When to Go
Sure, Vancouver has a reputation for rain—it’s even nicknamed Rain City, or Raincouver, by the locals—but that’s how it gets such gorgeous blooms from spring to fall. No matter when you visit, make sure you bring an umbrella. Year-round the climate is pleasingly mild. During winter it rarely snows except on the local ski hills, and the temperatures hover around 40° to 50° Fahrenheit. Spring arrives early in February or March, and summer ramps up around June but lasts till late September, with temperatures just above 70° Fahrenheit and long, lingering sunsets. The city fills with cruise-going tourists throughout July and August, so canny travelers come in September to enjoy those balmy late-summer days without the crowds.
Vancouver’s nearest airport is Vancouver International Airport (YVR), which connects in 30 minutes to the city by the cheap and efficient Skytrain on the Canada Line. If you’re coming from Seattle or Portland, the Bolt Bus is a budget option, dropping off at the central Pacific Station; there’s also a Greyhound terminal there. Pricier but fantastically scenic is Amtrak’s Cascades route from Seattle, which hugs the coastline along the way.
Vancouver’s downtown core is easily explored by foot, bike, or public transit. The latter is plentiful and well-connected, with options including the sea bus to the North Shore, the Skytrain, and buses. Car share companies Car2Go, ZipCar, Moda, and Evo are all very popular with Vancouverites. There are also water taxis who ply their trade around False Creek to such attractions as Granville Island and Science world.
Nothing says "Vancouver" more than a cycle along the 22-kilometer Seawall. Wrapping around Downtown and including Coal Harbour, False Creek, and Stanley Park, you can snap selfies against a truly dazzling backdrop of mountains, sea, and glittering glass high-rises.
Food and Drink
Vancouver is a cosmopolitan, multicultural city. After English and Chinese, the most common mother tongues are Punjabi, German, Italian, French, Tagalog, and Spanish. This translates into a thrillingly diverse dining scene that benefits from the first-class produce grown in the fertile lower mainland and Fraser Valley, as well as from the superb seafood harvested from the waters nearby. Vancouver’s Asian food scene is second to none, with excellent sushi bars, ramen joints, and izakayas in every neighborhood. You’ll also discover award-winning BC wines, a thriving craft brewing scene, and distilleries creating uniquely Canadian spirits with local ingredients.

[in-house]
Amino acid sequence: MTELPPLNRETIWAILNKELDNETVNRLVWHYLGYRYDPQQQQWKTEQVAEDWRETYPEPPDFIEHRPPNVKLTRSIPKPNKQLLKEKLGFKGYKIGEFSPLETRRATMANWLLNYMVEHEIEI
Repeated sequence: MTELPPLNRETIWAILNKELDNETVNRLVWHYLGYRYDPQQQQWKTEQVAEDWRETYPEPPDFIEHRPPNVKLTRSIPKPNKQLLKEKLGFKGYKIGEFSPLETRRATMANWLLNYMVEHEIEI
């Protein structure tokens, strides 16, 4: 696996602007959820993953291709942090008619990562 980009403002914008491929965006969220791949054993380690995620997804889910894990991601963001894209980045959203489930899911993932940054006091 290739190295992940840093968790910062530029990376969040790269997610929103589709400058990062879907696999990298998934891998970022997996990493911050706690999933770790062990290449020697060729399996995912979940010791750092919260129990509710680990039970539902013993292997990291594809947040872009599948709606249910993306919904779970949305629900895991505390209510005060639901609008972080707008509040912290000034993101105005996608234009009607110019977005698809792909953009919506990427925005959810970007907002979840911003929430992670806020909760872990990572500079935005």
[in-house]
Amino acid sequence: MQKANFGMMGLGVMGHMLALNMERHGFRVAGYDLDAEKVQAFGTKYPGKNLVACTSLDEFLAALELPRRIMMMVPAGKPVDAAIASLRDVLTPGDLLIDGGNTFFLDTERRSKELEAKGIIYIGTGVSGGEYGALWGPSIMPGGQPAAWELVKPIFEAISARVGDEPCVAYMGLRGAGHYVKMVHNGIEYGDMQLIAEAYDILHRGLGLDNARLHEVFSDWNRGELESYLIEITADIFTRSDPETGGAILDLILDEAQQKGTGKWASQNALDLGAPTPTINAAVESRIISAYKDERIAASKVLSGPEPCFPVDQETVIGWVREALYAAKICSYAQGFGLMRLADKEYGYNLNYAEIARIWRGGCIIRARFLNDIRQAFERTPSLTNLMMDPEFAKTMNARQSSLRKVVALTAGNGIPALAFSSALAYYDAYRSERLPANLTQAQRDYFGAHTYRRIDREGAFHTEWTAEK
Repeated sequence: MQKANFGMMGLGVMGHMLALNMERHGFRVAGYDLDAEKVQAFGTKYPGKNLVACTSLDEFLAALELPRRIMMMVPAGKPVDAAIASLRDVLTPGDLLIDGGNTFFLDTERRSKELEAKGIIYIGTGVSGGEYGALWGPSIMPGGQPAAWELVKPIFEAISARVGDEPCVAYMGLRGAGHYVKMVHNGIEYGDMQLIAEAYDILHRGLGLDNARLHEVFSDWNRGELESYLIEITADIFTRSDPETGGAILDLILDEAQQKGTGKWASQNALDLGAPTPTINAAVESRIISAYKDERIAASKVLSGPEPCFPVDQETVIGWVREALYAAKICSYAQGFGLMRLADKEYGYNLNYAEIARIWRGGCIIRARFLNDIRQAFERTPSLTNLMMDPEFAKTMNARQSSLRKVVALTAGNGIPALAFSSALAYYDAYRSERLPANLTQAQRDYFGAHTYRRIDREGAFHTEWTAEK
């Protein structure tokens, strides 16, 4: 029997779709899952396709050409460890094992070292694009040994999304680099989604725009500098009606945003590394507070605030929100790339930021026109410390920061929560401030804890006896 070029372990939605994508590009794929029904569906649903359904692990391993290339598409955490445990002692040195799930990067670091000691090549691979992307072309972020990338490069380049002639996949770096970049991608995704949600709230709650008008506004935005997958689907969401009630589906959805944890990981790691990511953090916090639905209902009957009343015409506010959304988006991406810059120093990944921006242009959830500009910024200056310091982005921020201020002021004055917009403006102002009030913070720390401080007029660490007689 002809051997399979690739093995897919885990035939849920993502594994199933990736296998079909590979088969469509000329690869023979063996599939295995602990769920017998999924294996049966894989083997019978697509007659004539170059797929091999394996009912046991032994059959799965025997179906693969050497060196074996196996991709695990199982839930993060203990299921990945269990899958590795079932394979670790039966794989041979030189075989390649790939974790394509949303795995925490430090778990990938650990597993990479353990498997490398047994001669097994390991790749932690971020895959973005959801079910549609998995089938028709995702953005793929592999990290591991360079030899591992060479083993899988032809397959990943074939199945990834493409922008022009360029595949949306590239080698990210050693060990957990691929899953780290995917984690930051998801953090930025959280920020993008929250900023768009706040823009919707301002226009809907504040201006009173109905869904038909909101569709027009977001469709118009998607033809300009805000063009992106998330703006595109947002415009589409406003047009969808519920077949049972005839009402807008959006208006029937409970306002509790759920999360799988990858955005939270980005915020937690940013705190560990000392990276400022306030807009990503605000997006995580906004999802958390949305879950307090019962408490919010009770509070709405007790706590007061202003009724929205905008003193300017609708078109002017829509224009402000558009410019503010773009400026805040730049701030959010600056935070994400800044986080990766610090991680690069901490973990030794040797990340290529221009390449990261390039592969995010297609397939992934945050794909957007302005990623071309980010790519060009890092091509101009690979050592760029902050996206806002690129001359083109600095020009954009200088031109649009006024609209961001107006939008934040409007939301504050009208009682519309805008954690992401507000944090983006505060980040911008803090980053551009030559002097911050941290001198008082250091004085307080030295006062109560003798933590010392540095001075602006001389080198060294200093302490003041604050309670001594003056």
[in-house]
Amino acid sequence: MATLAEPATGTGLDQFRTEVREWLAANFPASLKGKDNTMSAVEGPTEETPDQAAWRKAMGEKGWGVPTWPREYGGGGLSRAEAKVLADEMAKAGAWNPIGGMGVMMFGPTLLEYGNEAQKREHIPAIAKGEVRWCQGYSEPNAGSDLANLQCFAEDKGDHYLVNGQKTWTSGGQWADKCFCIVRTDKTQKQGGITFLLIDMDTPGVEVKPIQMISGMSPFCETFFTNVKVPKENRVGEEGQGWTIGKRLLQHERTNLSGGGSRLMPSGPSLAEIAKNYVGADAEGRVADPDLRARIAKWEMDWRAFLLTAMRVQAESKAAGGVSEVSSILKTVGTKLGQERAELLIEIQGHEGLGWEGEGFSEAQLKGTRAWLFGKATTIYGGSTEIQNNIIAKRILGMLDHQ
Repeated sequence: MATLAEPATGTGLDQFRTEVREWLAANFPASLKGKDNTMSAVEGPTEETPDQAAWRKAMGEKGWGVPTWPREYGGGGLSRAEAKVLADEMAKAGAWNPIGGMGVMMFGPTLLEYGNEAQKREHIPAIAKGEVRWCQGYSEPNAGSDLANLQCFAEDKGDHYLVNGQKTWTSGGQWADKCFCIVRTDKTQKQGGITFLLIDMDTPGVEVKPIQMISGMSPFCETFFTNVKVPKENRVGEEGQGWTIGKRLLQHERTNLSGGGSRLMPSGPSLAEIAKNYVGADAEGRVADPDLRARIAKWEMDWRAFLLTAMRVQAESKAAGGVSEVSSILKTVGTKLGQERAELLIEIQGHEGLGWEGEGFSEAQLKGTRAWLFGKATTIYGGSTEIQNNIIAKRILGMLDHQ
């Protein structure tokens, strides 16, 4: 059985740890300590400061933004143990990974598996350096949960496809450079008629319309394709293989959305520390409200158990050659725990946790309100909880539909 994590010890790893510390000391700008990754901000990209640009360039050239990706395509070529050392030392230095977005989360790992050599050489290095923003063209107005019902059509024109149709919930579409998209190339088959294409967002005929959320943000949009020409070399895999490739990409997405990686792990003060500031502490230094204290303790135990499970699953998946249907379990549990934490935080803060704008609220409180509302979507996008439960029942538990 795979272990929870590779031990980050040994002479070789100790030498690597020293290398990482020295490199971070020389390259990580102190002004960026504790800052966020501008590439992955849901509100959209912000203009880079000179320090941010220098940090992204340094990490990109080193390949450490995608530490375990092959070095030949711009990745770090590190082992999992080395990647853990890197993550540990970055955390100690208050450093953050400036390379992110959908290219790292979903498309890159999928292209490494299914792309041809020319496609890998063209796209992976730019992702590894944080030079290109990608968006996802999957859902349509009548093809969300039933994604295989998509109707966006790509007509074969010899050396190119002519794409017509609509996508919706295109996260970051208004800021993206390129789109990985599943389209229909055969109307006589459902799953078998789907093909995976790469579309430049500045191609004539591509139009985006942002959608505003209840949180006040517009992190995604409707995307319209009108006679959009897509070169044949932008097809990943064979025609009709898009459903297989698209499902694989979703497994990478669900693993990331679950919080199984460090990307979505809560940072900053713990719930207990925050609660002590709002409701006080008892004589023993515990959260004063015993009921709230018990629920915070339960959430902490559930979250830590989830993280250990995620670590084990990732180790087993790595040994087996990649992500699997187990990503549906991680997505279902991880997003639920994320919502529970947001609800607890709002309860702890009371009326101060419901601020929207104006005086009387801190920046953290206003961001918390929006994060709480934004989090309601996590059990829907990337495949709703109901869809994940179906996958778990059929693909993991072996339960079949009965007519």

The Museum of Anthropology at the UBC campus is home to one of the world’s best collections of First Nations peoples' carvings, totem poles, and artifacts. Chinatown’s Dr. Sun Yat-Sen Classical Chinese Garden is a must-see, as is the Bill Reid Gallery and the Vancouver Art Gallery. The Vancouver Symphony Orchestra have their home at the ornate Orpheum Theatre, and the city has a lively dance, opera, and theater scene.
Vancouver has more than its fair share of summer celebrations, from the cultural Bard on the Beach Shakespeare-fest, to the three-day Celebration of Light fireworks extravaganza, to the annual Seawheeze Half-Marathon, where 10,000 Lycra-clad yoga fans arrive for a weekend of running, partying in the park, and sunset yoga. But you'll find something fun to take part in no matter what time of year it is, including winter's Talking Stick Festival, which celebrates First Nations culture, and the spring Cherry Blossom Festival.
What the Locals Know
Vancouver (or Lotus Land, as it's sometimes called) really does deliver on the hype implied by its regular inclusion on those best places to live lists. The city's inhabitants know there’s no such thing as bad weather, just the wrong clothes—so don't let a spot of rain scare you away. Free shuttle buses run throughout the summer to Grouse Mountain and the Capilano Suspension Bridge, so get out into the mountains and enjoy the dense, incredibly green forests, no matter the weather. Also dive into BC’s incredibly diverse wines, brews, and spirits while you’re here—very little gets exported, so it’s a rare chance to soak up the local flavors.
Vancouverites are an English-speaking bunch, with just a smattering of French and other languages tossed into the mix. On the appliance front, all of Canada runs on the same standard voltage of 110-120 v as the United States. Your hair dryer will work just fine, no adapter necessary.
Award-winning travel writer, cheese fan, hula-hooper and word nerd. Usually shaken, not stirred.